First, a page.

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A Passion for Heirlooms

Heirlooms My wife Erin thinks I'm a kook about most things that have to do with produce. For the most part she has given up trying to keep up with the complicated, ever changing, and sometimes contradictory set of personal rules I use to govern which fruits and vegetables I buy and when I buy them. She, quite wisely, now insists I shop for all the produce for our family. She has also learned to politely tune out my elaborate and overly detailed reasons for not buying corn in January, mangoes that have been chilled, or any piece of fruit with the word "delicious" in its name. My one "food snob" conversion success with Erin is tomatoes - all it took was about five years and a few summertime heirloom tomato salads to win her over. Heirlooms In earlier years, my job was to seek out the best growers and buy lots of different produce for our stores. These days, my job has changed some and about the only professional buying I do is for California organic heirloom tomatoes - and I look forward to the season every year. My buying focus is on the full-sized tomatoes but the midsummer brings an explosion in old style Cherry and Roma tomatoes as well. Cherry tomato varieties, available in limited quantities off season, are suddenly everywhere with high sugar varieties like Sun Gold and Sweet 100, along with a bevy of exotic varieties (like black cherry, snow white and yellow grape). In August the heirloom variety San Marzano Roma becomes available for a short period, replacing the more modern cooking tomato varieties. HeirloomsMixed heirlooms - Buellton, CA The fun for me comes in the form of the large and small heirloom slicer tomato varieties, along with the growers and shippers that provide them. In the North Country, it's the Barnes brothers in Capay Canyon and Jim and Deborah Durst in Esparto. The Central Valley has Ginger Balakian, Brad Johnson and Hans Wilgenburg. Further south, Chris Caldwell works his central coast fields near Buellton and Bill Brammer farms near San Diego. All these folks (and the dozens of smaller growers who provide tomatoes directly to our stores) share a common passion for tomatoes, as well as patience for the quirks that come with producing heirloom varieties. Heirlooms Heirloom production forecasting is, at the best of times, unreliable and can be downright puzzling. Last year, for example, we saw robust plant growth but only moderate fruit sets. Temperature extremes in both directions can shut the plant down - causing blossom drop, growth cracks in fruit, or preventing fruit from maturing fully. Heirloom seeds can also be a challenging. Growers have reported purchasing seeds for one variety, only to find another coming off of the plant. Packing and transportation can also be dicey, but fortunately there are many areas of the U.S. where a modest to significant crop of these wonderful varieties can be produced. Handling the fruit at grocery stores is equally hard since the size and inconsistency in ripeness from box to box can be too much to handle for many retailers (not us, of course!). It takes a lot of effort and focus to bring these tomatoes to market. As frustrating as the crop can be, when things go well it is absolute heaven. The beauty and flavor are a stunning example of nature's diversity. HeirloomsBrad Johnson - Wooley Farms My passions are split between selling these heirloom tomatoes and finding inventive ways to serve them! Timing for field production in tomatoes overlaps with a decline in leaf lettuces (due to higher temperatures), so I generally shift to tomatoes as a replacement for lettuce in my summer salads. My current favorite combination is a mixed heirloom salad with some crumbled blue or Gorgonzola cheese, roasted pecans and basil (topped with some olive oil and balsamic vinegar), but my summer salads will evolve over the summer. Another favorite's a Brandywine sandwich - a thick slice of tomato between my favorite bread of the moment (and some cucumber slices, cheese and whatever else happens to be in my fridge). Heirlooms I have to admit I feel a sense of pride in knowing I have made a heirloom tomato convert out of Erin. It is also part of my "evil plan" to convert my kids (as soon as I can get them to even consider having a tomato on the same plate as the rest of their food). In the 15 years or so I have been seriously selling heirloom tomatoes, it has become far easier to supply this wonderful seasonal treat, so chances are you will find them in our stores all over the country. I am always looking for favorite recipes - if you have one, please share! HeirloomsExperimental variety - Gold stripe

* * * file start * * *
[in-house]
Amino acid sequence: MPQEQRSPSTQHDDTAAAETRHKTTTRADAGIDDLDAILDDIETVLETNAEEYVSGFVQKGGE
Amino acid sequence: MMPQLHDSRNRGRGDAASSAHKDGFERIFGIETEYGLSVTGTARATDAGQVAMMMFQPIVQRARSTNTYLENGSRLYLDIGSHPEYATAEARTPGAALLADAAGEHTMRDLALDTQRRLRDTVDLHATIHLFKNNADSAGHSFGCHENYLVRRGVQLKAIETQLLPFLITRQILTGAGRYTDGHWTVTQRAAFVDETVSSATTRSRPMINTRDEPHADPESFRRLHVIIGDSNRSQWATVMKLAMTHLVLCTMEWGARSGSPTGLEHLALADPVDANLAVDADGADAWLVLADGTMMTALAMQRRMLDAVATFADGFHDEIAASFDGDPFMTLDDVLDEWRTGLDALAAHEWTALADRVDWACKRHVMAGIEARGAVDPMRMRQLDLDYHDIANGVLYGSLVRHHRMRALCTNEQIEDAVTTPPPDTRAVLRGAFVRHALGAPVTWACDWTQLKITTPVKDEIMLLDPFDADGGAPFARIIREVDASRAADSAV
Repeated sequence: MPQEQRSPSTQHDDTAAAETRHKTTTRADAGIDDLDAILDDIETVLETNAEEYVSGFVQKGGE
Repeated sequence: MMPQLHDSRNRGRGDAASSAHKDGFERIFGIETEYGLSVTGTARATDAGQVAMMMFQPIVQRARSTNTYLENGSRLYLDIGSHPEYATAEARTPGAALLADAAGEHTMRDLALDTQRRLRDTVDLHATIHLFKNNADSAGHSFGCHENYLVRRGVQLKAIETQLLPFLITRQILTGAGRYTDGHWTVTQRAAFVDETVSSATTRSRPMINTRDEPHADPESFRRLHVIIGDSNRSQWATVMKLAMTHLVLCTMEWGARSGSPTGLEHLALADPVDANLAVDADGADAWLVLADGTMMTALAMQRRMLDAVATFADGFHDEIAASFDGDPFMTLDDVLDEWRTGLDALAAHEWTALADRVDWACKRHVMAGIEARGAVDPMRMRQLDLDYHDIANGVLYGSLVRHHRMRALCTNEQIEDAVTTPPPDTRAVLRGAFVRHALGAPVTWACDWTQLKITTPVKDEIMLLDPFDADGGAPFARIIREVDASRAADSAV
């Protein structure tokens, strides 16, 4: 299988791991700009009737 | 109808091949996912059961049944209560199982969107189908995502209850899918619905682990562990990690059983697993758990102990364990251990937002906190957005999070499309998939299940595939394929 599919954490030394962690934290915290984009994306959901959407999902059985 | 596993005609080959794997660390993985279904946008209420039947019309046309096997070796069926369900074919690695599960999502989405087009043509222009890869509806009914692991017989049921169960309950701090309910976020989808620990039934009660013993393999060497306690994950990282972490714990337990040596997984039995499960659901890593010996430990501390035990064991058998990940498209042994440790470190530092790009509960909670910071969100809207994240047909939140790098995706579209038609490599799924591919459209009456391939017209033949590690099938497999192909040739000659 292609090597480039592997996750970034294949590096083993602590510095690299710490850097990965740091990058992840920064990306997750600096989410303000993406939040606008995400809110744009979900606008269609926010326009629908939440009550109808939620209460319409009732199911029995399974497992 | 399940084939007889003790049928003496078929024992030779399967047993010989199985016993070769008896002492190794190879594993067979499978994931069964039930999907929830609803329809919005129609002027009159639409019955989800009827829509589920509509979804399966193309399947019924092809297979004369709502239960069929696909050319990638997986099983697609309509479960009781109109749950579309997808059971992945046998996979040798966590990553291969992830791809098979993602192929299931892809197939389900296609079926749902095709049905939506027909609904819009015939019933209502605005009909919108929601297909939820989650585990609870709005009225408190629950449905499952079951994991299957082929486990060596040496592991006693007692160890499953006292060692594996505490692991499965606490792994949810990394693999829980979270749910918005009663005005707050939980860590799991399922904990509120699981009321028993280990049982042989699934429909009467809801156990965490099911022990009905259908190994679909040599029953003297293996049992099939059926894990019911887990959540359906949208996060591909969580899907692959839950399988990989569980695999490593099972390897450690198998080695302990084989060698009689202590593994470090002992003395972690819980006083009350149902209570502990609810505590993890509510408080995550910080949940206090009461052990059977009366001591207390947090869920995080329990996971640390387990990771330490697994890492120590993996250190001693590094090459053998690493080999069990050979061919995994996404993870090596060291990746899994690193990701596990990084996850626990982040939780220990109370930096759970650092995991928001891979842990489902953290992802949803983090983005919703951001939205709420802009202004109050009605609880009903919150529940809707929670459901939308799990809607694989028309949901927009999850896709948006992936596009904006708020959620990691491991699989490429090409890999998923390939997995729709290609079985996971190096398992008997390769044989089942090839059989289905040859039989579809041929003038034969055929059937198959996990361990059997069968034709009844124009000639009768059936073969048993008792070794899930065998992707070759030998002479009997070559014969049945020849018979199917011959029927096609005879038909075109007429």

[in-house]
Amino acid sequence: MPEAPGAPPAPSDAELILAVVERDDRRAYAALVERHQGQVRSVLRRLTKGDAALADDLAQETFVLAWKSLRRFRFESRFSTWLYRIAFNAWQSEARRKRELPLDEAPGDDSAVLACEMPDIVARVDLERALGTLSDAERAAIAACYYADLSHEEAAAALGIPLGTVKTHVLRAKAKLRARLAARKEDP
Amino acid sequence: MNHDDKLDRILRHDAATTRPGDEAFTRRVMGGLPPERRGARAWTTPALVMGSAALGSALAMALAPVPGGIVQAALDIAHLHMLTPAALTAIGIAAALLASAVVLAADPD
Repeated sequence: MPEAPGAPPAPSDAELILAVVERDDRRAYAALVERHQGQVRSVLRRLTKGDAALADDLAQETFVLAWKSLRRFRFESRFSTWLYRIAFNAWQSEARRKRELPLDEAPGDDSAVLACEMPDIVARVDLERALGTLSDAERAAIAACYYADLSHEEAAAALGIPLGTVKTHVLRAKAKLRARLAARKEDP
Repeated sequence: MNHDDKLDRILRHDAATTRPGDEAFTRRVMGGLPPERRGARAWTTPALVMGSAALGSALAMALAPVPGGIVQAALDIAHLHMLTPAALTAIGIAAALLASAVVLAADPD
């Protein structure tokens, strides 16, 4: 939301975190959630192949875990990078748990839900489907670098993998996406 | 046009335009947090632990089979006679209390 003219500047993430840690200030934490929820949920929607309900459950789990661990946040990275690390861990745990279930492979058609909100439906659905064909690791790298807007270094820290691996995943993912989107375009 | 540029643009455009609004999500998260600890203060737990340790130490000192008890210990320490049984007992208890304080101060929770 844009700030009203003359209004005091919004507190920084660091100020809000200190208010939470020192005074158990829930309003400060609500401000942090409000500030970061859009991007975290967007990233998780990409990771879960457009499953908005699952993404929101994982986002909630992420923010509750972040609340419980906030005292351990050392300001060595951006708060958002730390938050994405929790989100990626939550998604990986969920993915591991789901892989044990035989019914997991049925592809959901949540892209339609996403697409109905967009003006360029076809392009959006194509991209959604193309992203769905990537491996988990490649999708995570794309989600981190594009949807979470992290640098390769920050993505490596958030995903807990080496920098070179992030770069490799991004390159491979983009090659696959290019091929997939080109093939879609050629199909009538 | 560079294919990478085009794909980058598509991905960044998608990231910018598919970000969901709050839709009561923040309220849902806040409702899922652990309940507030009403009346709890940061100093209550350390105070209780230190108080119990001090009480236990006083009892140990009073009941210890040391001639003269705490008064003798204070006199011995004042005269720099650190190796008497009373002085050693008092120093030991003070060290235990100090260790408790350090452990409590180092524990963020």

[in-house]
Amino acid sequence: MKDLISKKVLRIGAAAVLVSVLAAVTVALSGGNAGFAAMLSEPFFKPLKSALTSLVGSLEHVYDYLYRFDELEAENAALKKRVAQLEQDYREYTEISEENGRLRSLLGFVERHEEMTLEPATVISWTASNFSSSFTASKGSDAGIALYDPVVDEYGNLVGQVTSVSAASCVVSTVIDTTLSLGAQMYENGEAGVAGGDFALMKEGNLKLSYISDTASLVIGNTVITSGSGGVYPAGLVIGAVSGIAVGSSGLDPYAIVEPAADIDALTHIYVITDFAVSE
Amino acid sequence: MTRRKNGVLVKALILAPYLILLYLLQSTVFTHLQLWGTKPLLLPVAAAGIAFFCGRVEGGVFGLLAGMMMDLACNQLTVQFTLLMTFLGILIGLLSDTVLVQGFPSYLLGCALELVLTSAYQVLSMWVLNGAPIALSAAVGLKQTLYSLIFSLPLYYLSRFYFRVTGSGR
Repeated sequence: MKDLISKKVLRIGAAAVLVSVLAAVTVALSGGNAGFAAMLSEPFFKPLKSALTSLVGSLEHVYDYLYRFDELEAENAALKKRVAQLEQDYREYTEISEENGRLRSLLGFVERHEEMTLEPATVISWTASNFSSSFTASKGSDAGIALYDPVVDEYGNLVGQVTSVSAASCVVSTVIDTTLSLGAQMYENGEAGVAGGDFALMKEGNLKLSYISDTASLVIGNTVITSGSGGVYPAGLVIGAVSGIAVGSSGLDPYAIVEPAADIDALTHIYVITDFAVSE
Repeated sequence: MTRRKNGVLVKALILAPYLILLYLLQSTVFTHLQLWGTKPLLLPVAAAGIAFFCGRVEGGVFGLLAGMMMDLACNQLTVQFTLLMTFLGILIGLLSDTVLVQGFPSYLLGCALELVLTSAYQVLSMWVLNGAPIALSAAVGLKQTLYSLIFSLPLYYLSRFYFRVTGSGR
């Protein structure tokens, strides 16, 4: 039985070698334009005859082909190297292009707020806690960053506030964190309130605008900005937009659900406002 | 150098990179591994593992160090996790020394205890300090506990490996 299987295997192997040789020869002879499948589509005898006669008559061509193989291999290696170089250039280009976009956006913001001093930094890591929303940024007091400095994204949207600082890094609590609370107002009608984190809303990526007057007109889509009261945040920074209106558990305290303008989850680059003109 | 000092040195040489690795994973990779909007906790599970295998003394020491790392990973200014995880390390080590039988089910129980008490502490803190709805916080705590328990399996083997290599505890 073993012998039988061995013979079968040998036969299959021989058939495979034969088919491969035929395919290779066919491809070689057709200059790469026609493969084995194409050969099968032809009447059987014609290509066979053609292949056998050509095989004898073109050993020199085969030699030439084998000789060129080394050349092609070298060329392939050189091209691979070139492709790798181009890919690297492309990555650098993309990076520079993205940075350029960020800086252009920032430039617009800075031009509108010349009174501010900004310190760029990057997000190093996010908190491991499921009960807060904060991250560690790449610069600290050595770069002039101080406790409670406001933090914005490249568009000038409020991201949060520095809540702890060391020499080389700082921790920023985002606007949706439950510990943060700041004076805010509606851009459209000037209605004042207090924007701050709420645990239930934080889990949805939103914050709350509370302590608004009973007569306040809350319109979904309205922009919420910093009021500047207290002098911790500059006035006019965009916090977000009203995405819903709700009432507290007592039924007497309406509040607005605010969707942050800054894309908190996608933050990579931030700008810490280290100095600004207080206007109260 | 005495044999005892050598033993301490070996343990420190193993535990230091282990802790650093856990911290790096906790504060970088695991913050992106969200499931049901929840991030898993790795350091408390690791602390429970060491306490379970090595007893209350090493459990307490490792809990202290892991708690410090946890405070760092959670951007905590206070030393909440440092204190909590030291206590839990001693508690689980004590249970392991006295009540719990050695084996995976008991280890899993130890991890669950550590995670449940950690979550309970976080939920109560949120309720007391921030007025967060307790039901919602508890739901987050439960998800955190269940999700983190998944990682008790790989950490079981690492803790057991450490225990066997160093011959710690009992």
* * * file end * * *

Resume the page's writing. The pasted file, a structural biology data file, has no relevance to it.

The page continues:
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ben nguyen says …

Wiki shows a bunch of heirloom tomato varieties... Big Rainbow, Blaby Special, Black Krim, Brandywine, Cherokee Purple, Green Zebra, Hillbilly, Jubilee, Lillian's Yellow Heirloom, Mortgage Lifter, Arkansas Traveler Which one is a good one to start? Or is the answer whichever heirloom I'm most likely to find at the store?

says …

Hey Ben, The most common varieties produced are the Cherokee Purple, Marvel Stripe, and Brandywine. All three have similar characteristics but different color. All three should be readily available at WFM - also look for the Great white, yellow Brandywine, and Evergreen (my favorite) in limited supply.

Janet says …

Can we save the seeds and use them in our gardens next year?

Kat F. says …

I am pleasantly suprised at how easily these are growing in my garden. This is my first year growing them (I have many varieties) and planted many extra plants to cover, just in case they do not produce much fruit...boy I was wrong, and I am picking early this year as well. Does anyone know about saving the seed and this risk of cross pollenation and the effect on the seed? thanks, Kat in NJ